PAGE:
I was reading a review in The Guardian of McRaney’s book, ‘How Minds Change: The Science of Belief, Opinion and Persuasion”. In the book McRaney explores, amongst many stories, that of the ‘deep canvassers’. They were used in US politics and asked people questions about their deeply held beliefs, listening to their replies and sharing their own stories. It appeared to be devastatingly efficient and led to such a fundamental shift in thinking on gay marriage that the US had ‘the fastest flip of a long-held nationwide public opinion in recorded history’.
It led me to thinking about one of the building blocks within the Thinking Environment (TE) – that of Dialogue and how, as leaders, we could utilise this to influence, as described by McRaney.
In dialogue two people, often with opposing views are facilitated to express these, in turn. Sharing their time equally, each person has to abide by the principles of TE. As listeners they truly pay attention, not thinking about what they’re going to say next, not interrupting, accepting that the thoughts being expressed are equal to their own. Wondering where the thinking will go next. The thinkers are not there to change the other’s mind but the end result is a better understanding and then, the potential for agreement.
Anger leads to understanding
I had experience of this when in a Collegiate with Nancy. She ran two demonstrations: one pro and anti-abortion which she describes in her latest book The Promise, and the one in which I participated, pro and anti-Brexit. She facilitated the session merely by setting the timer for each contribution so we truly shared equal space. I say ‘merely’ but that is not the whole of it because Nancy radiates the Thinking Environment. I was vehemently against Brexit and angry with those who weren’t, who took us out of Europe. Over 20 minutes though, using Dialogue, I understood the drivers, both overt and covert, that shaped my opponent’s views, and he mine. At the end we still disagreed about whether Brexit had been right or wrong but we could talk sensibly now and move forward together.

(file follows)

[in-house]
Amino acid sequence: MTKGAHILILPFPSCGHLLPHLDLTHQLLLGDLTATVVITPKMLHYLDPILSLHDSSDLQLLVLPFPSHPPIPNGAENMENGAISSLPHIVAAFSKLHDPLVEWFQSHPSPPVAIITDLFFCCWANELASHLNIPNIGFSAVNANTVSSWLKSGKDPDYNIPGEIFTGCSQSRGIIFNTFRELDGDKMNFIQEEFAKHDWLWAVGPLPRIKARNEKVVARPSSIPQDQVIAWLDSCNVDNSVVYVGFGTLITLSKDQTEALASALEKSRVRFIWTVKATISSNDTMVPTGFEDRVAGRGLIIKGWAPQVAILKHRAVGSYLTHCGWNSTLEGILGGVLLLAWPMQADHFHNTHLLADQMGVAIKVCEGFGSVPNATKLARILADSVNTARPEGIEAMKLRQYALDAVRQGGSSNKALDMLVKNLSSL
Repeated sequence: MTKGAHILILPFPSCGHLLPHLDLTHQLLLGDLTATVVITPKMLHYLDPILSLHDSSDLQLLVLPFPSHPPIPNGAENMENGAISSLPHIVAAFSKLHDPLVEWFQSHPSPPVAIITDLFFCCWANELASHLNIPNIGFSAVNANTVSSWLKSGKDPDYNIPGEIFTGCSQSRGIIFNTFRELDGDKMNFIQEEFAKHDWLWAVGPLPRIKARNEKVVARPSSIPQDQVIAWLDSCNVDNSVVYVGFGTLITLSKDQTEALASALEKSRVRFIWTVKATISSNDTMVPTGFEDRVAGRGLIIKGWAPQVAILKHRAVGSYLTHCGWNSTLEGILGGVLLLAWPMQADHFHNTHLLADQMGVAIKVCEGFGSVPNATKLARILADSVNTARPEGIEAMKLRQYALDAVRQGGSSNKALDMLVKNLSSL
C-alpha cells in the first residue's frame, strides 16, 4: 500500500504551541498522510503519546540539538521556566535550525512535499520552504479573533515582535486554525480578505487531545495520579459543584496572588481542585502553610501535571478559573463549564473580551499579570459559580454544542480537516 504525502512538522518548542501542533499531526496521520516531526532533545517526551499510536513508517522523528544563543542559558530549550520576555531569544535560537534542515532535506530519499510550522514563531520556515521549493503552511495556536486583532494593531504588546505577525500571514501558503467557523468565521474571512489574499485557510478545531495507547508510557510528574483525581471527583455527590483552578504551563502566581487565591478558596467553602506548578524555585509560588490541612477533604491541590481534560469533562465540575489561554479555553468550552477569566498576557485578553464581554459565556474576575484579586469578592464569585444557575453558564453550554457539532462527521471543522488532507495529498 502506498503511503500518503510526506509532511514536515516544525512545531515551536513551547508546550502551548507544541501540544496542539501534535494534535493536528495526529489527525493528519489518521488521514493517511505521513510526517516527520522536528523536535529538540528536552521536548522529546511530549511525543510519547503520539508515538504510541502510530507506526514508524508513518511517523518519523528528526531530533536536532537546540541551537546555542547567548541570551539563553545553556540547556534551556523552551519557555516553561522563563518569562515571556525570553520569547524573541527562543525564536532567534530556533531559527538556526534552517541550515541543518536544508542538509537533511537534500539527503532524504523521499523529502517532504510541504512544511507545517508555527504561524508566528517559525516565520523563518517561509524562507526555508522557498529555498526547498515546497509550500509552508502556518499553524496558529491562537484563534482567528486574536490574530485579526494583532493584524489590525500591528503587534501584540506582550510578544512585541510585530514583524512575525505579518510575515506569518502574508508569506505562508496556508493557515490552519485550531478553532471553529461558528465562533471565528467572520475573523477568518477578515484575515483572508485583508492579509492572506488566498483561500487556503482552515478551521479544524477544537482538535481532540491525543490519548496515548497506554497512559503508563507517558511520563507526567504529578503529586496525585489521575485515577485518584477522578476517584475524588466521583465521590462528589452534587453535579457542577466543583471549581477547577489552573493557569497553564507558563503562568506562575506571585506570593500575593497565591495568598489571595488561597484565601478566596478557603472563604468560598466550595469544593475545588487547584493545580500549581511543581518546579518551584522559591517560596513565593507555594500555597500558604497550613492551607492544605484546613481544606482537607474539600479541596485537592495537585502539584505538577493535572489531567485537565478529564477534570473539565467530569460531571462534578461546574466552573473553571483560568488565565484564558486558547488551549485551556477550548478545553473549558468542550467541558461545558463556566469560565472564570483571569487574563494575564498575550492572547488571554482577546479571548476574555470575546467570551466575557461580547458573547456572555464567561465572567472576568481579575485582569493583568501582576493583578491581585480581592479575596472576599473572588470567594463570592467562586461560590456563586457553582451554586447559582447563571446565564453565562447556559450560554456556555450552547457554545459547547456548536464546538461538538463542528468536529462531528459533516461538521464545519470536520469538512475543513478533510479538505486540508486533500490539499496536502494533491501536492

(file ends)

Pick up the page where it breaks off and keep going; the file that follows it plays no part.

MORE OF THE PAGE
I wonder how many times as a leader or manager you’ve been witness to conflict within the team. It can be on the shop floor or at Board level as inevitably you will have people with opposing views. Those who are better skilled will be able to navigate those differences with openness but there will be many who cannot. Dialogue is a fast, effective methodology for such occasions. It offers a tool akin to psychotherapy or coaching without being a psychotherapist or coach. It is a skill to learn though, and one gained by being a TE practitioner. But for those of you who have not been on a Foundation training course there are a few principles you can apply which should go part way to helping resolve conflict scenarios in your team.
Gladiators to philosophers
The first is to emphasise that the dialogue is not a forum for the protagonists to convince each other, but to explain and explore their own thinking whilst the other listens with an open and curious mind.
The second is to enforce the no interruption rule.
The third to share the time equally, 2 minutes is ideal, so each has a turn to think then listen, think and listen.
Lastly, when the allocated time has ended, perhaps 20 minutes, you ask what each has learnt about the other. You may well find then a baseline from which all of you can move forward.
Laura Murphy blogs about things that interest her. They might not interest you but read them anyway. It might even change your mind.